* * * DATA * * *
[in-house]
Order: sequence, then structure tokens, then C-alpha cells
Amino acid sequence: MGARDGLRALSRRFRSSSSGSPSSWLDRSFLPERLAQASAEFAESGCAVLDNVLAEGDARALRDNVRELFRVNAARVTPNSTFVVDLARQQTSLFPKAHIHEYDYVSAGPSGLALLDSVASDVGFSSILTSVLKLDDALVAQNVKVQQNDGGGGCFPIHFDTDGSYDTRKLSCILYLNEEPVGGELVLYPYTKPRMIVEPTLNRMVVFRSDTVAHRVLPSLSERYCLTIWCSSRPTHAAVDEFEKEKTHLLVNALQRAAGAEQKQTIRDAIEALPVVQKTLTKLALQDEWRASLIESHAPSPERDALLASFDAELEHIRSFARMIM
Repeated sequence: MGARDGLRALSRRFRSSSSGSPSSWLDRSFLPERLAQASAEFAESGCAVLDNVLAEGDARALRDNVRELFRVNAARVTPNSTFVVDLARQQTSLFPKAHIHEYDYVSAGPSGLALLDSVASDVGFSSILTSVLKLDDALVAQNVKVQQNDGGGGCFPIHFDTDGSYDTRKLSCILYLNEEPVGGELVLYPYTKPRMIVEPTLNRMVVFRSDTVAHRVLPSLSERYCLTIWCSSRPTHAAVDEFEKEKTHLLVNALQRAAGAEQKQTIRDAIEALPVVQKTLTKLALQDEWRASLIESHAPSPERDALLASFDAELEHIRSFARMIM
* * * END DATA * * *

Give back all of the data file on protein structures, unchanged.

[in-house]
Order: sequence, then structure tokens, then C-alpha cells
Amino acid sequence: MGARDGLRALSRRFRSSSSGSPSSWLDRSFLPERLAQASAEFAESGCAVLDNVLAEGDARALRDNVRELFRVNAARVTPNSTFVVDLARQQTSLFPKAHIHEYDYVSAGPSGLALLDSVASDVGFSSILTSVLKLDDALVAQNVKVQQNDGGGGCFPIHFDTDGSYDTRKLSCILYLNEEPVGGELVLYPYTKPRMIVEPTLNRMVVFRSDTVAHRVLPSLSERYCLTIWCSSRPTHAAVDEFEKEKTHLLVNALQRAAGAEQKQTIRDAIEALPVVQKTLTKLALQDEWRASLIESHAPSPERDALLASFDAELEHIRSFARMIM
Repeated sequence: MGARDGLRALSRRFRSSSSGSPSSWLDRSFLPERLAQASAEFAESGCAVLDNVLAEGDARALRDNVRELFRVNAARVTPNSTFVVDLARQQTSLFPKAHIHEYDYVSAGPSGLALLDSVASDVGFSSILTSVLKLDDALVAQNVKVQQNDGGGGCFPIHFDTDGSYDTRKLSCILYLNEEPVGGELVLYPYTKPRMIVEPTLNRMVVFRSDTVAHRVLPSLSERYCLTIWCSSRPTHAAVDEFEKEKTHLLVNALQRAAGAEQKQTIRDAIEALPVVQKTLTKLALQDEWRASLIESHAPSPERDALLASFDAELEHIRSFARMIM